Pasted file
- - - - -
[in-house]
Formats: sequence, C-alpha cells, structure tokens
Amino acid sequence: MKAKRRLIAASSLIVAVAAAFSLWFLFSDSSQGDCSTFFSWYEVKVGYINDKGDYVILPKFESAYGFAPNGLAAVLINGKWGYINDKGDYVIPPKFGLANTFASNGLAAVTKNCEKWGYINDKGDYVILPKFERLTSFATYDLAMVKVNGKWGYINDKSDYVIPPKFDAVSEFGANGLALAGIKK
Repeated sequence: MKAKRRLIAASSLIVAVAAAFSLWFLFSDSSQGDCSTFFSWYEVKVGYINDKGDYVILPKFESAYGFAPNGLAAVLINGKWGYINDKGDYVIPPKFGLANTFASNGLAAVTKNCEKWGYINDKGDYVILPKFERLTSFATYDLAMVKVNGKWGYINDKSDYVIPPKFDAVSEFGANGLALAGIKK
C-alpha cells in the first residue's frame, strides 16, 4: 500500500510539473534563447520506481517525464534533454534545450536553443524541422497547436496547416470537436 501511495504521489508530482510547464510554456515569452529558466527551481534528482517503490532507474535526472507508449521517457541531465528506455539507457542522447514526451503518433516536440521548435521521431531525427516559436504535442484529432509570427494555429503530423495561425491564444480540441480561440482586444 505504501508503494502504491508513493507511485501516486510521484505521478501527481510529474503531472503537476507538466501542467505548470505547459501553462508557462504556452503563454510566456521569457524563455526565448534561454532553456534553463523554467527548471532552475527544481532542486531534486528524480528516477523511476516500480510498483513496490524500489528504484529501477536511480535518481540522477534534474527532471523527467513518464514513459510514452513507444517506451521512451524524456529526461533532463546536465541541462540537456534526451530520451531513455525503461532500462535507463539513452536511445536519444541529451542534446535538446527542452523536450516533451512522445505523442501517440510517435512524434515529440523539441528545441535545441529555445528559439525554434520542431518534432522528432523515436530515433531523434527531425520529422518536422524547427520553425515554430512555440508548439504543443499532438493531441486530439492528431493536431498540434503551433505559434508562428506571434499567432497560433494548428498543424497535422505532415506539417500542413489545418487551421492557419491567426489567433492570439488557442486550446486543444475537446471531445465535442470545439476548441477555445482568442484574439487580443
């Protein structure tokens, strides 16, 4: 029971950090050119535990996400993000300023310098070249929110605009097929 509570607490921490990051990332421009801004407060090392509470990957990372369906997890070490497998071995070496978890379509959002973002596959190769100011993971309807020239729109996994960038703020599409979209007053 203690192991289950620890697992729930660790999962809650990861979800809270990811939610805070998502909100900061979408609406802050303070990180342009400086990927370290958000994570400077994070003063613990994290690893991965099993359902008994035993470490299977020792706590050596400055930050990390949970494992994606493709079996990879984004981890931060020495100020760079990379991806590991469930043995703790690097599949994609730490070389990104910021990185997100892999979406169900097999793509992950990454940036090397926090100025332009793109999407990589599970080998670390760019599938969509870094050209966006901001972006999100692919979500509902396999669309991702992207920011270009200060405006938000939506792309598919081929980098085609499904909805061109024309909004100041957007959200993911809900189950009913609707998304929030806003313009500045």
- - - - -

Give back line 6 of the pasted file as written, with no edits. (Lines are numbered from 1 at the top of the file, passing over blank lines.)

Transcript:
């Protein structure tokens, strides 16, 4: 029971950090050119535990996400993000300023310098070249929110605009097929 509570607490921490990051990332421009801004407060090392509470990957990372369906997890070490497998071995070496978890379509959002973002596959190769100011993971309807020239729109996994960038703020599409979209007053 203690192991289950620890697992729930660790999962809650990861979800809270990811939610805070998502909100900061979408609406802050303070990180342009400086990927370290958000994570400077994070003063613990994290690893991965099993359902008994035993470490299977020792706590050596400055930050990390949970494992994606493709079996990879984004981890931060020495100020760079990379991806590991469930043995703790690097599949994609730490070389990104910021990185997100892999979406169900097999793509992950990454940036090397926090100025332009793109999407990589599970080998670390760019599938969509870094050209966006901001972006999100692919979500509902396999669309991702992207920011270009200060405006938000939506792309598919081929980098085609499904909805061109024309909004100041957007959200993911809900189950009913609707998304929030806003313009500045």